Once the thundering pride of the industrial age, the train is undergoing a bit of a renaissance as a growing number of travellers look for an alternative to flying. But where to start? And how far can you go?
If you’re reading this in Europe then congratulations —everything from snow capped peaks to sizzling volcanoes, wild landscapes to urban sophistication, and over 400 UNESCO World Heritage Sites are waiting for you, just a train ride away. That’s right, just 24 hours is enough to get you from Sheffield to Rome, from London to Budapest, or from Paris to Lisbon, with not an airport in sight.
It can, however, all seem a bit daunting for the uninitiated. How do you buy tickets? Are there luggage restrictions? And what happens if you miss your connection? If your interest is piqued, one good place to start is ‘The man in seat 61’ (www.seat61.com). Run by former British Rail employee Mark Smith, the award-winning site offers information and advice, including tried and tested routes, pictures of the trains, an idea of costs, and help on how to book tickets. If you’re looking for inspiration, there’s also a section on some of the world’s loveliest train journeys, such as the Deerstalker, which leaves London in the late afternoon and carries you overnight to the heart of the Scottish Highlands, or the Swiss Glacier Express, which slowly weaves its way through spectacular mountain scenery.
If you’re keen to avoid complicated itineraries and dealing with multiple international train companies, one option is the Eurail pass (https://eurailgroup.org), which allows you to travel across 31 European countries. If, on the other hand, you simply want to get from A to B, Loco2 (https://loco2.com) is a site well worth checking out – the one-stop-rail-ticket-shop allows you to book tickets for trains across 37 European rail operators with just a few clicks.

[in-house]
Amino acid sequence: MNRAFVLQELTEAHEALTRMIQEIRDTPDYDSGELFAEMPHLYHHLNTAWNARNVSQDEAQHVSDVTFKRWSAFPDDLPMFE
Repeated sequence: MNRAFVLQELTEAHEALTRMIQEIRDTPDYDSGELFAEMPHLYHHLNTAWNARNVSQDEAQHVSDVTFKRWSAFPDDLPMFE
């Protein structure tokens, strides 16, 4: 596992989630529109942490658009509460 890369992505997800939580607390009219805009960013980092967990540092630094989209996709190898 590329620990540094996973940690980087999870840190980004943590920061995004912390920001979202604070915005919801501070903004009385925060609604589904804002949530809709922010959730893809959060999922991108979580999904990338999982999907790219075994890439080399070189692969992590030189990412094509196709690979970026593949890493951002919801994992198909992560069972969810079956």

Of course, trains are slower than planes, and are usually more expensive. However, it’s worth remembering that children often travel for free, and that there are no hidden charges for luggage or taxes, so the total price difference isn’t as great as it might at first seem. And with no hanging around in departure lounges, the beauty of ever-changing scenery rolling by your elbow, the luxury of being able to spread out over a table, and the convenience of being deposited in the heart of a city — as opposed to in a bleak hinterland which then requires a costly and annoying airport transfer — you could argue that the actual travel experience is more pleasant.
And after all, as science fiction doyenne Ursula K. Le Guin once wrote: “It is good to have an end to journey toward; but it is the journey that matters, in the end.”